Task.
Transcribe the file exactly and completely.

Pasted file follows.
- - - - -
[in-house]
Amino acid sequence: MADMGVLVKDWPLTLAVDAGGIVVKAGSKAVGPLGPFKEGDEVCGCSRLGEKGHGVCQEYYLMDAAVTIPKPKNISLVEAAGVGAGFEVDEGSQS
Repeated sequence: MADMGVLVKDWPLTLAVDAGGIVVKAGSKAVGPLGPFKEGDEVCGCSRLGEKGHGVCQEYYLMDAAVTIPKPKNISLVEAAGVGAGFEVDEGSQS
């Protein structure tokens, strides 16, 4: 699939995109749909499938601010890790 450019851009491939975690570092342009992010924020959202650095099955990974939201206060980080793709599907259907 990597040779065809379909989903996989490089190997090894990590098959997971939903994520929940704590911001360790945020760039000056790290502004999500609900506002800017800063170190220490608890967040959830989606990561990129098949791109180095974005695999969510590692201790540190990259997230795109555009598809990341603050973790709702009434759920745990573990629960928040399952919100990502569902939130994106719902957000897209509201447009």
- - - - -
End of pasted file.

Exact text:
[in-house]
Amino acid sequence: MADMGVLVKDWPLTLAVDAGGIVVKAGSKAVGPLGPFKEGDEVCGCSRLGEKGHGVCQEYYLMDAAVTIPKPKNISLVEAAGVGAGFEVDEGSQS
Repeated sequence: MADMGVLVKDWPLTLAVDAGGIVVKAGSKAVGPLGPFKEGDEVCGCSRLGEKGHGVCQEYYLMDAAVTIPKPKNISLVEAAGVGAGFEVDEGSQS
């Protein structure tokens, strides 16, 4: 699939995109749909499938601010890790 450019851009491939975690570092342009992010924020959202650095099955990974939201206060980080793709599907259907 990597040779065809379909989903996989490089190997090894990590098959997971939903994520929940704590911001360790945020760039000056790290502004999500609900506002800017800063170190220490608890967040959830989606990561990129098949791109180095974005695999969510590692201790540190990259997230795109555009598809990341603050973790709702009434759920745990573990629960928040399952919100990502569902939130994106719902957000897209509201447009």